verb (used with object)
- exposure index,
- exposure keratitis,
- exposure meter,
- express delivery,
- express lane,
- express mail,
- express oneself,
- express rifle
Origin of express
Examples from the Web for expressible
(So the sruti, neither the greatness nor minuteness of God is expressible by words).
She felt, moreover, an expressible tenderness for his sorrow.The Bertrams|Anthony Trollope
It is not expressible how deep a wound a tongue sharpened to this work will give, with no noise and a very little word.Aids to Reflection|Samuel Taylor Coleridge
Is it desired that this common part of the enunciations be expressible in words?
In science, the impression he makes upon me is only expressible by the words inspired, superhuman.Pioneers of Science|Oliver Lodge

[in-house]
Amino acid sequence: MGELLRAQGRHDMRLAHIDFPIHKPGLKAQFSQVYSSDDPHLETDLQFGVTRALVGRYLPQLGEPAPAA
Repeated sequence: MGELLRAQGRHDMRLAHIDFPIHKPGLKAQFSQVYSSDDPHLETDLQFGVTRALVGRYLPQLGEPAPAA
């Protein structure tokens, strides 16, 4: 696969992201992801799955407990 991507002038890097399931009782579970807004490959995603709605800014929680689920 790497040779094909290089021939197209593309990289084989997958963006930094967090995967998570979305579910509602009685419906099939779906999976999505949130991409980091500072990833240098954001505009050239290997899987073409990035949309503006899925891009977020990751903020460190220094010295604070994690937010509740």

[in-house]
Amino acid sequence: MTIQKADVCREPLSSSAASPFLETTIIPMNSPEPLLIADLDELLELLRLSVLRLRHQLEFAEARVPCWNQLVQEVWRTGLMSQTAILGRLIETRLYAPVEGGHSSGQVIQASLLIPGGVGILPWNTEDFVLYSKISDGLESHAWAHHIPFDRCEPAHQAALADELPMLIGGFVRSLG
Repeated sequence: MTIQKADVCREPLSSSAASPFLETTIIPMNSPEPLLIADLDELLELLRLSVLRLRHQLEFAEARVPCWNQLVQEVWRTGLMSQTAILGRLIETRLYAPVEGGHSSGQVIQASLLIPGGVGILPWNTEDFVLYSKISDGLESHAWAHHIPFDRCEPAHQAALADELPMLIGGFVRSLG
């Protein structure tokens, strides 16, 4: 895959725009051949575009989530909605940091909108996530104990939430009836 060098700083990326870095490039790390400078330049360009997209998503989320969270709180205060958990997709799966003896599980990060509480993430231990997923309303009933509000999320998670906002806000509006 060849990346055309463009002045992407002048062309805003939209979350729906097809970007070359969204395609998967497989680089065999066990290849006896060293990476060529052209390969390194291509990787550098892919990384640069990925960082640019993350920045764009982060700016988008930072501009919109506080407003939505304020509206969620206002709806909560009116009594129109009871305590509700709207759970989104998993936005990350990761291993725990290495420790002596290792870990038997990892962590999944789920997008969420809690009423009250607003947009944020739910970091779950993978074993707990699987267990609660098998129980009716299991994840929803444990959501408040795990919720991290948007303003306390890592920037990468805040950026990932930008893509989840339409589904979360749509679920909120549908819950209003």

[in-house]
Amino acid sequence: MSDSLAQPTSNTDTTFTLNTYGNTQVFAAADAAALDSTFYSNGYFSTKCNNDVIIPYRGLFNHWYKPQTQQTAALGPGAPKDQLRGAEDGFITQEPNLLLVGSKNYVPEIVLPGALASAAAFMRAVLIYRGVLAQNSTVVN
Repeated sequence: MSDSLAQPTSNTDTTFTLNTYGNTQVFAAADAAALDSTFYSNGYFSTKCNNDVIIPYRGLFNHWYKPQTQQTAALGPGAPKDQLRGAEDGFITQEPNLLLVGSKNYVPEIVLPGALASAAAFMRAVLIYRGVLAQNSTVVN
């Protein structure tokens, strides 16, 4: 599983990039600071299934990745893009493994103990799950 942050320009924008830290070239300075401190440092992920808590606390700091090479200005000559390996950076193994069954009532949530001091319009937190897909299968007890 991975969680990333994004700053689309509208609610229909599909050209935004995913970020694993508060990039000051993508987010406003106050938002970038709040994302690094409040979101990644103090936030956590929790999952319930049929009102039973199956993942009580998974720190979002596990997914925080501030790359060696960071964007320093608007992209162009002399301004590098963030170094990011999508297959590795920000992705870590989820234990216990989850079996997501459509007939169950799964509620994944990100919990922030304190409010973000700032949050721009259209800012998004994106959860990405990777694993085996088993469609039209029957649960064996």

- a system for sending merchandise, mail, money, etc, rapidly
- merchandise, mail, etc, conveyed by such a system
- mainly US and Canadian an enterprise operating such a system
Word Origin for express
late 14c., from Old French espresser "press, squeeze out; speak one's mind" (Modern French exprimer), Medieval Latin expressare, frequentative of exprimere "represent, describe," literally "to press out" (source of Italian espresso; the sense evolution here is perhaps via an intermediary sense of something like "clay that takes under pressure takes the form of an image"), from ex- "out" (see ex-) + pressare "to press, push," from Latin premere (see press (v.1)). Related: Expressed; expresses; expressing.
late 14c., from Old French expres, from Latin expressus "clearly presented," past participle of exprimere (see express (v.)). This led to the noun (first attested 1610s) meaning "special messenger." Sense of "business or system for sending money or parcels" is 1794. An express train (1841) originally ran to a certain station.